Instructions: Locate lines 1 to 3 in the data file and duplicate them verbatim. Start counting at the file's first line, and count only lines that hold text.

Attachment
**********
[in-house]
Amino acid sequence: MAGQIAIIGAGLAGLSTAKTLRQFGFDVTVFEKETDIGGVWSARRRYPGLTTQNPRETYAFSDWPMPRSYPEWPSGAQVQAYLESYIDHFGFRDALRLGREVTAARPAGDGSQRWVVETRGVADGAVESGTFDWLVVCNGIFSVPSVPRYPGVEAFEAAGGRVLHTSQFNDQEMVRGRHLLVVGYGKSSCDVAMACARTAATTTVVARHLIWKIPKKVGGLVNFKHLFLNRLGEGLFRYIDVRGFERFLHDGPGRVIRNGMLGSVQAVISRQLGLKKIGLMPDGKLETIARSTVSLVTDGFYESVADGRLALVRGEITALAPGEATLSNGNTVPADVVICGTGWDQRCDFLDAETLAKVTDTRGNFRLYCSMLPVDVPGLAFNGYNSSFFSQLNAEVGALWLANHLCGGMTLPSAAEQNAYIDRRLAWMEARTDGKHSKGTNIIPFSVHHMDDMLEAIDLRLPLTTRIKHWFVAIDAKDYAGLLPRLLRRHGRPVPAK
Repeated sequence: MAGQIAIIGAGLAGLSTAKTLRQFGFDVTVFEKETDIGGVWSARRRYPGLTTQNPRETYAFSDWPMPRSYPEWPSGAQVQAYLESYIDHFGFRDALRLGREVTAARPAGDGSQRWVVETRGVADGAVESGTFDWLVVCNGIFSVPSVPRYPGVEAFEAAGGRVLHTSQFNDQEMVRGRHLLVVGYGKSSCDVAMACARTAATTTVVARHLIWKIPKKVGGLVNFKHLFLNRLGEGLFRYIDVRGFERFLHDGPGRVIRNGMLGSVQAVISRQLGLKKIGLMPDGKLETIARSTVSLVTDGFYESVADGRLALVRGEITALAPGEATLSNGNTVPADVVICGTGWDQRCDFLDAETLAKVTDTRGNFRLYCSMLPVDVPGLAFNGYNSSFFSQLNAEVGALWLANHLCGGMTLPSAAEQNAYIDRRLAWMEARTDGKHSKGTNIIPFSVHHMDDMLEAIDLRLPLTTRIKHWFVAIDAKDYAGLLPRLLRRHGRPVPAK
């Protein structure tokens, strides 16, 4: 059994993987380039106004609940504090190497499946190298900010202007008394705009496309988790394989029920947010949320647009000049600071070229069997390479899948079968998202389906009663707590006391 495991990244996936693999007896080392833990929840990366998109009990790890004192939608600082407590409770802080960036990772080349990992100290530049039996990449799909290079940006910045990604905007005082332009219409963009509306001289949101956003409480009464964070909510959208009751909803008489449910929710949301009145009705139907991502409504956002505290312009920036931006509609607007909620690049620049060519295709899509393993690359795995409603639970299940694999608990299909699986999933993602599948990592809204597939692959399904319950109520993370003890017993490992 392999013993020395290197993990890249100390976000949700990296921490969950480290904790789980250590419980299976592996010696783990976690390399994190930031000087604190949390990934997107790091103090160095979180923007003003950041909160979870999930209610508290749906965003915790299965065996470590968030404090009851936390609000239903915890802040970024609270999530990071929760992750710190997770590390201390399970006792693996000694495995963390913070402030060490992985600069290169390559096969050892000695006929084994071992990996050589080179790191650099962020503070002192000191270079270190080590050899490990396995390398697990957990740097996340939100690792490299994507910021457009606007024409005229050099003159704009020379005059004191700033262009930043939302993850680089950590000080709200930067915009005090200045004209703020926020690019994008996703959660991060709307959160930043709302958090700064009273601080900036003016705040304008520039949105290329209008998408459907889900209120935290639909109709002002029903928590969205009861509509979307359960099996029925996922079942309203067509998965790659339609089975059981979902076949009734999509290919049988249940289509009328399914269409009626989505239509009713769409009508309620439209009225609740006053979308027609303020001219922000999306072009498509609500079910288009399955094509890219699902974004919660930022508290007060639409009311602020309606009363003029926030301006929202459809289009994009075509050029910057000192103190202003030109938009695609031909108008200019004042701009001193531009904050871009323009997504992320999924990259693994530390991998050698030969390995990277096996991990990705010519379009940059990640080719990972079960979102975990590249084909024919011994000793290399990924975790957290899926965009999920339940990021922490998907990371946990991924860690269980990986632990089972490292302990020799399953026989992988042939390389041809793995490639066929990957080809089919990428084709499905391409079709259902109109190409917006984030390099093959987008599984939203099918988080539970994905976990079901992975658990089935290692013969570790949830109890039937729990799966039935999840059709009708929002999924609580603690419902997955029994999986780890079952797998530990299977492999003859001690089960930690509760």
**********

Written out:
[in-house]
Amino acid sequence: MAGQIAIIGAGLAGLSTAKTLRQFGFDVTVFEKETDIGGVWSARRRYPGLTTQNPRETYAFSDWPMPRSYPEWPSGAQVQAYLESYIDHFGFRDALRLGREVTAARPAGDGSQRWVVETRGVADGAVESGTFDWLVVCNGIFSVPSVPRYPGVEAFEAAGGRVLHTSQFNDQEMVRGRHLLVVGYGKSSCDVAMACARTAATTTVVARHLIWKIPKKVGGLVNFKHLFLNRLGEGLFRYIDVRGFERFLHDGPGRVIRNGMLGSVQAVISRQLGLKKIGLMPDGKLETIARSTVSLVTDGFYESVADGRLALVRGEITALAPGEATLSNGNTVPADVVICGTGWDQRCDFLDAETLAKVTDTRGNFRLYCSMLPVDVPGLAFNGYNSSFFSQLNAEVGALWLANHLCGGMTLPSAAEQNAYIDRRLAWMEARTDGKHSKGTNIIPFSVHHMDDMLEAIDLRLPLTTRIKHWFVAIDAKDYAGLLPRLLRRHGRPVPAK
Repeated sequence: MAGQIAIIGAGLAGLSTAKTLRQFGFDVTVFEKETDIGGVWSARRRYPGLTTQNPRETYAFSDWPMPRSYPEWPSGAQVQAYLESYIDHFGFRDALRLGREVTAARPAGDGSQRWVVETRGVADGAVESGTFDWLVVCNGIFSVPSVPRYPGVEAFEAAGGRVLHTSQFNDQEMVRGRHLLVVGYGKSSCDVAMACARTAATTTVVARHLIWKIPKKVGGLVNFKHLFLNRLGEGLFRYIDVRGFERFLHDGPGRVIRNGMLGSVQAVISRQLGLKKIGLMPDGKLETIARSTVSLVTDGFYESVADGRLALVRGEITALAPGEATLSNGNTVPADVVICGTGWDQRCDFLDAETLAKVTDTRGNFRLYCSMLPVDVPGLAFNGYNSSFFSQLNAEVGALWLANHLCGGMTLPSAAEQNAYIDRRLAWMEARTDGKHSKGTNIIPFSVHHMDDMLEAIDLRLPLTTRIKHWFVAIDAKDYAGLLPRLLRRHGRPVPAK